This Tuesday, First Lady Michelle Obama will present National Arts and Humanities Youth Awards to Bay Area groups -- San Francisco’s Bay Area Video Coalition (BAVC) and Santa Rosa’s California Indian Museum and Cultural Center -- for their work with young people.
BAVC is celebrating its 40th year as a non-profit resource for Bay Area video makers, serving over 7,500 freelancers, filmmakers, and students each year.
Staffer Lauren Taylor and trainee Nicole Rivera will accept the award for BAVC. Rivera learned how to make short documentaries in BAVC's Next Gen Program, which teaches media literacy to low income teens.
"When you really connect with the youth and provide the space for them," Rivera said by phone from Washington, "a lot of vulnerability and a lot of strength comes out of that."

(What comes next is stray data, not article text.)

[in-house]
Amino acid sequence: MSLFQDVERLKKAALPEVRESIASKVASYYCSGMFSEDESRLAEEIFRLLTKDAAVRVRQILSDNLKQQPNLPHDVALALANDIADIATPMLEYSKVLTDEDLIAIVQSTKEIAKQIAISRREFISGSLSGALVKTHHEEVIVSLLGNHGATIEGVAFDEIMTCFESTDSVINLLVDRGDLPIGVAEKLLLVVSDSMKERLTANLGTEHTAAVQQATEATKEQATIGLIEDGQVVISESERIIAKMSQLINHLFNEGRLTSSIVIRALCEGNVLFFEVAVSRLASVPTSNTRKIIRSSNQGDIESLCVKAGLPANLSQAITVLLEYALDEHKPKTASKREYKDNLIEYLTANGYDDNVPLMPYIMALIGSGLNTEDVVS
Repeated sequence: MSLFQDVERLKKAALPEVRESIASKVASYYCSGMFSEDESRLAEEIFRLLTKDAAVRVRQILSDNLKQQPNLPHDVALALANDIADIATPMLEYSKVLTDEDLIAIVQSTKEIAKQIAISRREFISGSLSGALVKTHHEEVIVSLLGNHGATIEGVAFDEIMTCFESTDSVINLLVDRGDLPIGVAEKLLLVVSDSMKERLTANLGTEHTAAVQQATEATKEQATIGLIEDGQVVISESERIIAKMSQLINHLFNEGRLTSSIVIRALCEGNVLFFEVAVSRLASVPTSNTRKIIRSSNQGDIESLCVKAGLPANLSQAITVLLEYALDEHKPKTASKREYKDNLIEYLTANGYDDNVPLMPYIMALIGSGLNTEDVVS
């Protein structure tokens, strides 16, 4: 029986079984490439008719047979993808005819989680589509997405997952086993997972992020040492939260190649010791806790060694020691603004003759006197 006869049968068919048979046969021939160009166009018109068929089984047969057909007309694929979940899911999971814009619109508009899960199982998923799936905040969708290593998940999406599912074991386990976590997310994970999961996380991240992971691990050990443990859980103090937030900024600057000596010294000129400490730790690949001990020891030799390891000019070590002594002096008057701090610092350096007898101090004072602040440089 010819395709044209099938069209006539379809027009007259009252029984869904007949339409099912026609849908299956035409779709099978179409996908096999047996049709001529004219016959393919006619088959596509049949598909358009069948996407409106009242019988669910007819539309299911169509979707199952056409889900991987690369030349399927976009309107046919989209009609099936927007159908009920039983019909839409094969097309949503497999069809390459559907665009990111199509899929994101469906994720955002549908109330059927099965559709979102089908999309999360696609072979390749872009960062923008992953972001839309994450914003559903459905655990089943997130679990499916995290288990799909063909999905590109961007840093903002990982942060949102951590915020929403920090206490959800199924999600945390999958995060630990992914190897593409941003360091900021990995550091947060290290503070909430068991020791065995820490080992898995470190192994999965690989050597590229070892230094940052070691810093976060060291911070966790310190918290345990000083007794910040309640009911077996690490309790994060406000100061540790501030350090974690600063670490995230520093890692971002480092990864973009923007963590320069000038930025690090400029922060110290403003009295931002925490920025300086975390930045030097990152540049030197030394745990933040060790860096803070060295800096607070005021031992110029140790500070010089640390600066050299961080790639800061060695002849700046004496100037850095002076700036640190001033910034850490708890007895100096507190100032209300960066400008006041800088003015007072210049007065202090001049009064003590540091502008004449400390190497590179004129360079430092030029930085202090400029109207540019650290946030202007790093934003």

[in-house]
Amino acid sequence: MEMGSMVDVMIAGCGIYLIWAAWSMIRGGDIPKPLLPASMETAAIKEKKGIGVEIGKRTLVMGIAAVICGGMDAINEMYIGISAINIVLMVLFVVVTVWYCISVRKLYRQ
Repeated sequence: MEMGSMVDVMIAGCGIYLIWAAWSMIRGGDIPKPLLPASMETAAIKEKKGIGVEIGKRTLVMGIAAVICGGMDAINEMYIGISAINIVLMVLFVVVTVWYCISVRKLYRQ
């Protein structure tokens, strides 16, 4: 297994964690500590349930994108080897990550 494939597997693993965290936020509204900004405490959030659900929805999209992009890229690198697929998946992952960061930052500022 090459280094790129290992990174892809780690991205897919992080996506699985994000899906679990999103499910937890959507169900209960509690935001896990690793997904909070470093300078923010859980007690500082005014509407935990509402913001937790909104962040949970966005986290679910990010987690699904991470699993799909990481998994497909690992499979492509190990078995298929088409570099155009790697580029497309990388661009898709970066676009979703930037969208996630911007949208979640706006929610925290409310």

Rivera, a freshman studying cinema and race and resistance at SF State, says she was "really shy," before walking into BAVC. But since then, she's done interviews and made videos about racial justice and female sexuality.
The California Indian Museum and Cultural Center was started in 1996 in San Francisco "to culturally enrich and benefit the people of California and the general public," according to its website. The organization has resided in Santa Rosa since 2000. Accepting the award on behalf of the center will be Jayden Lim, 15, and Makela Yepez, 18, who are both Pomo Indians, according to Nicole Lim, the center's executive director.
The National Arts and Humanities Youth Awards honor outstanding after-school and out-of-school programs. A total of ten groups from around the nation will be honored at Tuesday's event at the White House.